Harris Corporation’s Videotek Test and Measurement Product Line Launches HD Basics Training Program
Apr 18, 2006 4:18 PM
Harris Corporation announced the completion of the first phase of a special training program it has designed to broaden broadcasters’ understanding of the high-definition (HD) formats. The initial half-day sessions held in four strategically located U.S. cities were presented in various venues arranged by local Videotek resellers.
The training program revolved around the published work HD Basics and Beyond: A Primer for Video Professionals, written by Mike Richardson, director of product technologies for Harris Broadcast Communications’ Videotek Test and Measurement product line. Using the primer as a companion piece to a three-hour audio/visual presentation, Richardson provided clarity on many issues that establish a foundation for understanding the HD formats, including how HD is constructed based on standard definition (SD), what exactly is meant by high definition, how audio information is included in the HD signal, how to monitor HD for quality control, understanding metadata, and other key details.
“Providing an opportunity for users of our products to better understand the technology creates more opportunities for our organization and our customers,” says Tim Thorsteinson, president of the Harris Broadcast Communications Division Leitch Business Unit. “This type of value-added service also positions Harris as a provider of technology and industry know-how—a company that the market can count on for the highest-quality test instruments and educational support.”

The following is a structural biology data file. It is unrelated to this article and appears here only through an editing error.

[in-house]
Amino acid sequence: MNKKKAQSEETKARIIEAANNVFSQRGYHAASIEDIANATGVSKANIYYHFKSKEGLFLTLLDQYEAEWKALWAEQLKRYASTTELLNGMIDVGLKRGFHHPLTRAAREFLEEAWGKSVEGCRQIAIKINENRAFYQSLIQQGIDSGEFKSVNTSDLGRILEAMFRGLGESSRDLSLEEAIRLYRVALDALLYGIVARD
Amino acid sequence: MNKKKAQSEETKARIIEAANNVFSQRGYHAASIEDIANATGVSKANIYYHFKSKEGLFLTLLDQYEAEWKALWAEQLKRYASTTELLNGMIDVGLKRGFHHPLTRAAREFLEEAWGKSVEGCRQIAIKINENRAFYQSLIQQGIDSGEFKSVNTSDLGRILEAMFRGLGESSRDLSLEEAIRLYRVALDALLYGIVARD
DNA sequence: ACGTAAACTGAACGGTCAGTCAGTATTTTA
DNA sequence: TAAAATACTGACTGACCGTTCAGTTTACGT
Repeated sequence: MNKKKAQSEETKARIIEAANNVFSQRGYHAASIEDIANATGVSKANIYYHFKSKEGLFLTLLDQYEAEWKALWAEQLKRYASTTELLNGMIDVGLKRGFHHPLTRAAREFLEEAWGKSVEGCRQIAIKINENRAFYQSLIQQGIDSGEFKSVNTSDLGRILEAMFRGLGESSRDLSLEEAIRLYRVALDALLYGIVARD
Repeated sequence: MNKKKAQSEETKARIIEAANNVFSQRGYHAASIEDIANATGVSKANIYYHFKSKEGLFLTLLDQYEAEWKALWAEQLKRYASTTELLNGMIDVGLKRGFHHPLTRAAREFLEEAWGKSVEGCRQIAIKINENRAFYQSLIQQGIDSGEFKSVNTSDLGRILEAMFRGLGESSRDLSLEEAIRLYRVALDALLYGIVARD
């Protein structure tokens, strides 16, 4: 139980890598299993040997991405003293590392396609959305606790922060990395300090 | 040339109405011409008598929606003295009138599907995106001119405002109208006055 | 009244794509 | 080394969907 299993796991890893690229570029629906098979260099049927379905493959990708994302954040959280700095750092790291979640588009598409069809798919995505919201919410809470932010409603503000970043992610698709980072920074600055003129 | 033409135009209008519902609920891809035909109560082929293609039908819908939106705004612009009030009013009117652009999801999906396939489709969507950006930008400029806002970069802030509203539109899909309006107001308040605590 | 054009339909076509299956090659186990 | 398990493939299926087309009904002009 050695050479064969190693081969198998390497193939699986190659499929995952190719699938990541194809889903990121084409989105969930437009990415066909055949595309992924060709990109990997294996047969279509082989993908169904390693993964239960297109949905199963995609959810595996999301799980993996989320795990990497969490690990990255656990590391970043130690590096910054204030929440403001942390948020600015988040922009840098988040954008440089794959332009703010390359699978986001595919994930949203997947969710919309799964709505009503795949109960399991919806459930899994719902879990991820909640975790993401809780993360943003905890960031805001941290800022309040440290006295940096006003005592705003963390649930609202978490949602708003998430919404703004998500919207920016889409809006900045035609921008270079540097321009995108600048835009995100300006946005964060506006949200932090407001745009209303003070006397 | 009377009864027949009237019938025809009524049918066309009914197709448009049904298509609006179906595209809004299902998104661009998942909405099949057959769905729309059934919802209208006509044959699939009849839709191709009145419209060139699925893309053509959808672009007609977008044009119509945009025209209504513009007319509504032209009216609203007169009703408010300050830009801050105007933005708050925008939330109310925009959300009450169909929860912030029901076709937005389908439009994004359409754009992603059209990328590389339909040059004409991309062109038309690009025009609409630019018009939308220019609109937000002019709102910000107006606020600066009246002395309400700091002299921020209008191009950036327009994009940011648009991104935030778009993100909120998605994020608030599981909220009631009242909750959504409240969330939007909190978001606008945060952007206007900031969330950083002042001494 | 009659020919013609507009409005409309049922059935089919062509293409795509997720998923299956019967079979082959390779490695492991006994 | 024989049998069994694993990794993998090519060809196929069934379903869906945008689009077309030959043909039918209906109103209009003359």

These inaugural events were presented in cooperation with local resellers in four U.S. markets. In Denver, 5280 Digital sponsored the event at the Starz Entertainment headquarters; in New York, Video Corporation of America/Fusion hosted two half-day events; in the Washington, D.C., area, Professional Products provided use of its inhouse videoconference center; and in the Philadelphia area, The Lerro Corporation welcomed guests to its training center. Each event drew an average of 80 participants who were personally invited by mail and/or email campaigns. The attendees represented a broad cross-section of industry insiders, including station engineers, cameramen, technicians, editors, and postproduction professionals.
“The market has spoken,” Thorsteinson says. “The tremendous turnout at these events and the overwhelming positive response are a clear indication that this is the type of information our customers—and potential customers—need. The success of these initial events makes it likely that a future series of similar events will be planned.”